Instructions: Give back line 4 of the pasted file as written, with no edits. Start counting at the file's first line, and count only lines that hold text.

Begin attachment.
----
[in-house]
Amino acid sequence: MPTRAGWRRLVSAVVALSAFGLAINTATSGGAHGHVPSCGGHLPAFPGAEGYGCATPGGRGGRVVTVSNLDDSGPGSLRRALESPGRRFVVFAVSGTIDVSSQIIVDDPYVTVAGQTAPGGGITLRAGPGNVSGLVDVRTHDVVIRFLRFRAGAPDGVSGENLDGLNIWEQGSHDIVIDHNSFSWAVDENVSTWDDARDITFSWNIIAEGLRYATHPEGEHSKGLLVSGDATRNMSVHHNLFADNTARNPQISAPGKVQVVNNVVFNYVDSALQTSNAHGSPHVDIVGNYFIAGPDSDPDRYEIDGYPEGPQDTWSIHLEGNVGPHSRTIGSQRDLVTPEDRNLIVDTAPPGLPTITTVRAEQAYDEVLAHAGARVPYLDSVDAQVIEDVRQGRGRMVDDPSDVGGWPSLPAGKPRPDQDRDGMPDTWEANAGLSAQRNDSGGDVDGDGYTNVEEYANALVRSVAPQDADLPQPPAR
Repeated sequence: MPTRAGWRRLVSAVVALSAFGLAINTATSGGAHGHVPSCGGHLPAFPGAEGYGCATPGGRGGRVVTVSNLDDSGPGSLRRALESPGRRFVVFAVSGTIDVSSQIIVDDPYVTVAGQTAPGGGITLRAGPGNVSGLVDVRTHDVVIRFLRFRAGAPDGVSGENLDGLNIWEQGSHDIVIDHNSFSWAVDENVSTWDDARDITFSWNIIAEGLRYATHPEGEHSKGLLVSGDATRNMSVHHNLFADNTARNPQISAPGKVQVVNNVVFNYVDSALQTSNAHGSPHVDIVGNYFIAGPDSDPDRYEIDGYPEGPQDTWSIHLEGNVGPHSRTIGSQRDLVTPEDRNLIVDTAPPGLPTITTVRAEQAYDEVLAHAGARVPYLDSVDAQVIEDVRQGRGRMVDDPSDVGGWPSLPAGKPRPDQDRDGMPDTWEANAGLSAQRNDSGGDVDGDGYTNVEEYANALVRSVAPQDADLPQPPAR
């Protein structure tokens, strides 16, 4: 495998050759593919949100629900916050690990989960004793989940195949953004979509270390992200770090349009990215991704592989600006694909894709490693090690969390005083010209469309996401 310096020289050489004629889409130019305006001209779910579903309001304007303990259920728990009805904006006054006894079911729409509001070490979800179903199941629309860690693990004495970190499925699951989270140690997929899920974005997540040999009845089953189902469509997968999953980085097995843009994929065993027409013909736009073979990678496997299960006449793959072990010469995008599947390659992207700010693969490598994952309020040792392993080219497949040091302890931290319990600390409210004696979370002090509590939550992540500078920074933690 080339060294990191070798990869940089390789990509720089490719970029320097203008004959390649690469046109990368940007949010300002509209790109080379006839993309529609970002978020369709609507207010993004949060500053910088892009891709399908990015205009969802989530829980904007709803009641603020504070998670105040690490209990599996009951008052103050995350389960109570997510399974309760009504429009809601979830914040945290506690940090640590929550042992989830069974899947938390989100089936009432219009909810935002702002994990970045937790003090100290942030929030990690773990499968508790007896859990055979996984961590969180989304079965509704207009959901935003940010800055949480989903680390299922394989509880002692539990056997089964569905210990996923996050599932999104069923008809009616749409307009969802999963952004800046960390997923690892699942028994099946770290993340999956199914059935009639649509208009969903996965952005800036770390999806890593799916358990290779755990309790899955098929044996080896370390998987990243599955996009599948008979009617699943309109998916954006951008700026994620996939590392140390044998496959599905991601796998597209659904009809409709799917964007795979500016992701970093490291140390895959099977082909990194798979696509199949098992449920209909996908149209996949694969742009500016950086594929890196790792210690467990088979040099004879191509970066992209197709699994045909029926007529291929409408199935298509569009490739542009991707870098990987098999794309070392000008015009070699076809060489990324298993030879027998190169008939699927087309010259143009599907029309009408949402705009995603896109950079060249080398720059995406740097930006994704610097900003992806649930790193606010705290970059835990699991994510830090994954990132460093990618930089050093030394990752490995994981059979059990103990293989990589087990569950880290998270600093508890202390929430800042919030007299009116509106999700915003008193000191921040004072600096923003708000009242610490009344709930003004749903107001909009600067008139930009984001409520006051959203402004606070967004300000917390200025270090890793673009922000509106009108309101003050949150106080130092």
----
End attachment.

């Protein structure tokens, strides 16, 4: 495998050759593919949100629900916050690990989960004793989940195949953004979509270390992200770090349009990215991704592989600006694909894709490693090690969390005083010209469309996401 310096020289050489004629889409130019305006001209779910579903309001304007303990259920728990009805904006006054006894079911729409509001070490979800179903199941629309860690693990004495970190499925699951989270140690997929899920974005997540040999009845089953189902469509997968999953980085097995843009994929065993027409013909736009073979990678496997299960006449793959072990010469995008599947390659992207700010693969490598994952309020040792392993080219497949040091302890931290319990600390409210004696979370002090509590939550992540500078920074933690 080339060294990191070798990869940089390789990509720089490719970029320097203008004959390649690469046109990368940007949010300002509209790109080379006839993309529609970002978020369709609507207010993004949060500053910088892009891709399908990015205009969802989530829980904007709803009641603020504070998670105040690490209990599996009951008052103050995350389960109570997510399974309760009504429009809601979830914040945290506690940090640590929550042992989830069974899947938390989100089936009432219009909810935002702002994990970045937790003090100290942030929030990690773990499968508790007896859990055979996984961590969180989304079965509704207009959901935003940010800055949480989903680390299922394989509880002692539990056997089964569905210990996923996050599932999104069923008809009616749409307009969802999963952004800046960390997923690892699942028994099946770290993340999956199914059935009639649509208009969903996965952005800036770390999806890593799916358990290779755990309790899955098929044996080896370390998987990243599955996009599948008979009617699943309109998916954006951008700026994620996939590392140390044998496959599905991601796998597209659904009809409709799917964007795979500016992701970093490291140390895959099977082909990194798979696509199949098992449920209909996908149209996949694969742009500016950086594929890196790792210690467990088979040099004879191509970066992209197709699994045909029926007529291929409408199935298509569009490739542009991707870098990987098999794309070392000008015009070699076809060489990324298993030879027998190169008939699927087309010259143009599907029309009408949402705009995603896109950079060249080398720059995406740097930006994704610097900003992806649930790193606010705290970059835990699991994510830090994954990132460093990618930089050093030394990752490995994981059979059990103990293989990589087990569950880290998270600093508890202390929430800042919030007299009116509106999700915003008193000191921040004072600096923003708000009242610490009344709930003004749903107001909009600067008139930009984001409520006051959203402004606070967004300000917390200025270090890793673009922000509106009108309101003050949150106080130092």